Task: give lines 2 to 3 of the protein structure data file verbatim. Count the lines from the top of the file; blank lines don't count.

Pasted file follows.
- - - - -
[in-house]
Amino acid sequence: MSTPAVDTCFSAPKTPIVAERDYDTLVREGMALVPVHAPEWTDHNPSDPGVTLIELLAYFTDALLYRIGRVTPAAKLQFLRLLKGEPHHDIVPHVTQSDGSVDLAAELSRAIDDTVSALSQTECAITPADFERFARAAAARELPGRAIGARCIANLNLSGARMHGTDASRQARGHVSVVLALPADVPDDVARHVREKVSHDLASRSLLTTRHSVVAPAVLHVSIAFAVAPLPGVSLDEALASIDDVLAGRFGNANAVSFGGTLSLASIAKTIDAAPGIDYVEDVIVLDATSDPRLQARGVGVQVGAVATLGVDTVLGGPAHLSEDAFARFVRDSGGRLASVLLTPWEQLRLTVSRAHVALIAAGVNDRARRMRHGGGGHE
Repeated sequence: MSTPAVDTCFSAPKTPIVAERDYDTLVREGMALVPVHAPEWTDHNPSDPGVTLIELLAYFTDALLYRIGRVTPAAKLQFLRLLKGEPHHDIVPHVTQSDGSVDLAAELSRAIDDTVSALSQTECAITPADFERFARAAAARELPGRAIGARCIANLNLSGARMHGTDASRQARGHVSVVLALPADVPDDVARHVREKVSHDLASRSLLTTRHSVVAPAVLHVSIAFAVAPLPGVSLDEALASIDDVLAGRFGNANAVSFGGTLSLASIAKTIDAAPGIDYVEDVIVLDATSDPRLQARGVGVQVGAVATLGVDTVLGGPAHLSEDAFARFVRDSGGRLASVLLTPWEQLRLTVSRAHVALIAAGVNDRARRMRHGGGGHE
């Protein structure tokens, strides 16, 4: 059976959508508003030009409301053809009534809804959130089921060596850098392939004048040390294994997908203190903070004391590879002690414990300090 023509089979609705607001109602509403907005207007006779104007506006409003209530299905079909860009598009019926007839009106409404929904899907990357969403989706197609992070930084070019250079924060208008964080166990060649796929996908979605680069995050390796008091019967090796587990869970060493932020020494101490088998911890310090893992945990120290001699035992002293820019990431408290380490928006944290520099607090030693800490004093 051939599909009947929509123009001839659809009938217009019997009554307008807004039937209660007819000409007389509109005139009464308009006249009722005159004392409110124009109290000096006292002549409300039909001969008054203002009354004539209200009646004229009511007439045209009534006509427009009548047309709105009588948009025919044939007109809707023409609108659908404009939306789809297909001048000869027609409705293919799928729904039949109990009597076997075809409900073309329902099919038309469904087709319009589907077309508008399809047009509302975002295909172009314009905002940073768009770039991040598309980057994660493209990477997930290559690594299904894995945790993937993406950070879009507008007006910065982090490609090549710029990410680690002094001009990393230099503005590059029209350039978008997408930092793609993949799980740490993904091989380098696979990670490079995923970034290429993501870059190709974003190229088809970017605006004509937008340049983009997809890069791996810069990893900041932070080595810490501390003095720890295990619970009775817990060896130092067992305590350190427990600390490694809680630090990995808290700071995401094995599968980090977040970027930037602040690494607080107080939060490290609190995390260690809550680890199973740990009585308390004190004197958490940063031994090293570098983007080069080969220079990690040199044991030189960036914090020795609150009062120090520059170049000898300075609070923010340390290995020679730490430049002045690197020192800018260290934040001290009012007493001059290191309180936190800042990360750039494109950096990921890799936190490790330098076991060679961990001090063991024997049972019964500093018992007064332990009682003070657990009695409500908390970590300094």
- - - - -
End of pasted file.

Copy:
Amino acid sequence: MSTPAVDTCFSAPKTPIVAERDYDTLVREGMALVPVHAPEWTDHNPSDPGVTLIELLAYFTDALLYRIGRVTPAAKLQFLRLLKGEPHHDIVPHVTQSDGSVDLAAELSRAIDDTVSALSQTECAITPADFERFARAAAARELPGRAIGARCIANLNLSGARMHGTDASRQARGHVSVVLALPADVPDDVARHVREKVSHDLASRSLLTTRHSVVAPAVLHVSIAFAVAPLPGVSLDEALASIDDVLAGRFGNANAVSFGGTLSLASIAKTIDAAPGIDYVEDVIVLDATSDPRLQARGVGVQVGAVATLGVDTVLGGPAHLSEDAFARFVRDSGGRLASVLLTPWEQLRLTVSRAHVALIAAGVNDRARRMRHGGGGHE
Repeated sequence: MSTPAVDTCFSAPKTPIVAERDYDTLVREGMALVPVHAPEWTDHNPSDPGVTLIELLAYFTDALLYRIGRVTPAAKLQFLRLLKGEPHHDIVPHVTQSDGSVDLAAELSRAIDDTVSALSQTECAITPADFERFARAAAARELPGRAIGARCIANLNLSGARMHGTDASRQARGHVSVVLALPADVPDDVARHVREKVSHDLASRSLLTTRHSVVAPAVLHVSIAFAVAPLPGVSLDEALASIDDVLAGRFGNANAVSFGGTLSLASIAKTIDAAPGIDYVEDVIVLDATSDPRLQARGVGVQVGAVATLGVDTVLGGPAHLSEDAFARFVRDSGGRLASVLLTPWEQLRLTVSRAHVALIAAGVNDRARRMRHGGGGHE